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Thursday, July 12, 2012

Will The Real Dylan Strat Please Stand Up

Dylan at 1965 Newport Folk Festival
Most stories involving a guitar revolve around one that was stolen and sometimes returned (like Peter Frampton's famous Les Paul). This one's different because of the claim that a famous guitar was not stolen or lost.

It all revolves around the Strat that Bob Dylan used at the Newport Folk Festival in 1965, which was significant because it was the first show that he did electric, which almost caused a riot with the purist acoustic fans there.

The PBS television show History Detectives claims to have Dylan's Strat from that show, found by a New Jersey women in her woman's attic. The women's father was a pilot for Dylan's private plane at the time and claimed that the guitar was accidentally left behind. He tried to get in touch with Dylan several times afterwards but was never able, then passed away in 1977. Not only did the case (marked "Property of Ashes & Sand Inc," Dylan's tour company at the time) have the sunburst Strat, but also contained several pages of lyrics. The show brought in several rock and guitar historians who feel that they've authenticated the guitar and lyrics beyond a shadow of a doubt.

End of story, right? Not really. Dylan's attorney issued a statement stating that the original guitar played at the festival was still in his possession, and that he didn't use a private plane for show, driving down from his home in Woodstock, NY instead.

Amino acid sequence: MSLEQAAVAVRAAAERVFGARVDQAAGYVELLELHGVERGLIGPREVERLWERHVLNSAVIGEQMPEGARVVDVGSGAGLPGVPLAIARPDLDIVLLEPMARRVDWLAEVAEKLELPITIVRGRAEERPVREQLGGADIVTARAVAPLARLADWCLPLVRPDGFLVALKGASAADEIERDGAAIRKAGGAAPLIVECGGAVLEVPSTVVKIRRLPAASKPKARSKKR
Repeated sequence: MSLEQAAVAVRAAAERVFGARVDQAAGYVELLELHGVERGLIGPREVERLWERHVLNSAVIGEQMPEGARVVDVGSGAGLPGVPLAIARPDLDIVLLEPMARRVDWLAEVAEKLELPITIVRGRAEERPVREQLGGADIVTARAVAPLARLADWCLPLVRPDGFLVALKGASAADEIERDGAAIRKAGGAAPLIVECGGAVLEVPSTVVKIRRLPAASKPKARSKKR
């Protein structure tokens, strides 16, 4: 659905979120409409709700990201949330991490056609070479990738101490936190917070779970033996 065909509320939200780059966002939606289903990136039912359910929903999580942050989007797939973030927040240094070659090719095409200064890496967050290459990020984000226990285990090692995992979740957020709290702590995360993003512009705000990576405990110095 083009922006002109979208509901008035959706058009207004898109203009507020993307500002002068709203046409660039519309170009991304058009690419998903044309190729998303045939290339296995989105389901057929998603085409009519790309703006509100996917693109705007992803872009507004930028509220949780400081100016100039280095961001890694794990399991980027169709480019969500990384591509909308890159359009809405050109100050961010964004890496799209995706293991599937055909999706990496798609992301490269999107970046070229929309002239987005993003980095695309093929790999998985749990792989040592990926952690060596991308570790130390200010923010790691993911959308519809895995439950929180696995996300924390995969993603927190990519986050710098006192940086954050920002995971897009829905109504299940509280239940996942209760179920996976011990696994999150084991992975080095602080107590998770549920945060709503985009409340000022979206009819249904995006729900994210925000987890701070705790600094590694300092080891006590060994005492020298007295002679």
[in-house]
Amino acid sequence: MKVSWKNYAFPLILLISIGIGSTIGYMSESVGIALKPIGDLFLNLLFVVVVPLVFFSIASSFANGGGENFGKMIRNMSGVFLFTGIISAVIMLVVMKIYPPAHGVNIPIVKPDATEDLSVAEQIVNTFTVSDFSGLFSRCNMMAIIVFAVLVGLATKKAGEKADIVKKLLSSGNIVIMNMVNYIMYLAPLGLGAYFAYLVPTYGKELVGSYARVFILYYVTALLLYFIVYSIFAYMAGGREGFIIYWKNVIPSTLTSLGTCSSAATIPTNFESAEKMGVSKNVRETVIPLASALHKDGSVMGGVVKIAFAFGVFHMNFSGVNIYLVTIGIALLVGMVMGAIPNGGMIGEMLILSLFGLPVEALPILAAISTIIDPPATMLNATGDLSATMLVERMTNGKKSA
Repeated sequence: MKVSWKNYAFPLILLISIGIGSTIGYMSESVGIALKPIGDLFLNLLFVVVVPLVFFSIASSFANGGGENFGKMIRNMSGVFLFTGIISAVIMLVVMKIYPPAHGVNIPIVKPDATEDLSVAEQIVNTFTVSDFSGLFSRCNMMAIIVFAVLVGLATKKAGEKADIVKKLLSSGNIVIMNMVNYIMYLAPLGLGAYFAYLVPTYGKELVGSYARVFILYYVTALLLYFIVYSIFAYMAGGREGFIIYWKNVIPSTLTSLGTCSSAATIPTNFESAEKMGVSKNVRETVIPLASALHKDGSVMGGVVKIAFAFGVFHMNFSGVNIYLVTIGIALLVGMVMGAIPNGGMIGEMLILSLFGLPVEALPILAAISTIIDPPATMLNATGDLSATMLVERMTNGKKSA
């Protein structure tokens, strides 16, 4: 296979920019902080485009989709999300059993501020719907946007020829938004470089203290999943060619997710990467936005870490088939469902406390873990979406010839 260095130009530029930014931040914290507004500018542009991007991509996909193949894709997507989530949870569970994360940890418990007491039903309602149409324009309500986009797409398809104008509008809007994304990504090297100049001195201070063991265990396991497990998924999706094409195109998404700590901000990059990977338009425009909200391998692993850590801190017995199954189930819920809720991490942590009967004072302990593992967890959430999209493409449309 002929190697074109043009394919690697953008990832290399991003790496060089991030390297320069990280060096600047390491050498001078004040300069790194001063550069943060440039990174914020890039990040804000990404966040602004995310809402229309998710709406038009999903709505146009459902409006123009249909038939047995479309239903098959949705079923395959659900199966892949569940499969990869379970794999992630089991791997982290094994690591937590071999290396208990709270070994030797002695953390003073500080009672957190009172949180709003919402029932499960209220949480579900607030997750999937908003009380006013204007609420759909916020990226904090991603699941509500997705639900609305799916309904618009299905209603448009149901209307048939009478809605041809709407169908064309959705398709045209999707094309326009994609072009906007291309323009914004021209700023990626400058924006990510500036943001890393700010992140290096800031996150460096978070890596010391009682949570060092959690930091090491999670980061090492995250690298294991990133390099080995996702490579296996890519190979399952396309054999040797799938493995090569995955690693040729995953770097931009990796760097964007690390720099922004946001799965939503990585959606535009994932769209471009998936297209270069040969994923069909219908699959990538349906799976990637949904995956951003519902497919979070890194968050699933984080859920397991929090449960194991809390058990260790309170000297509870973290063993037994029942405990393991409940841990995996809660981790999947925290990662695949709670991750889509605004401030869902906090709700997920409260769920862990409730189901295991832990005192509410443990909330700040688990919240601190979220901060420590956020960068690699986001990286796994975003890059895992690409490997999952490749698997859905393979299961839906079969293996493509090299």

So who's right here? Having just co-written a book that relied on people's memories of events from long ago (Ken Scott's Abbey Road To Ziggy Stardust), I can say that the memory can be a fuzzy thing. Dylan could easily be thinking of a different show. I guess we'll have to watch the show to see the evidence presented.

One thing's for sure, the guitar is valued at $1 million +, but the women isn't selling.


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Eric Marshall Schoonmaker said...

Grammar Police:

THe use of the word Women, and Women's is incorrect. It should be Woman, and Woman's.

Great article otherwise, I love your blog!

Anonymous said...

Mostly this article makes me wonder how many great instruments are wasting away unplayed because they are "museum pieces", and how this kind of thing inflates prices of old instruments.

Bobby Owsinski said...

Thanks, Eric. Can't catch them all here.


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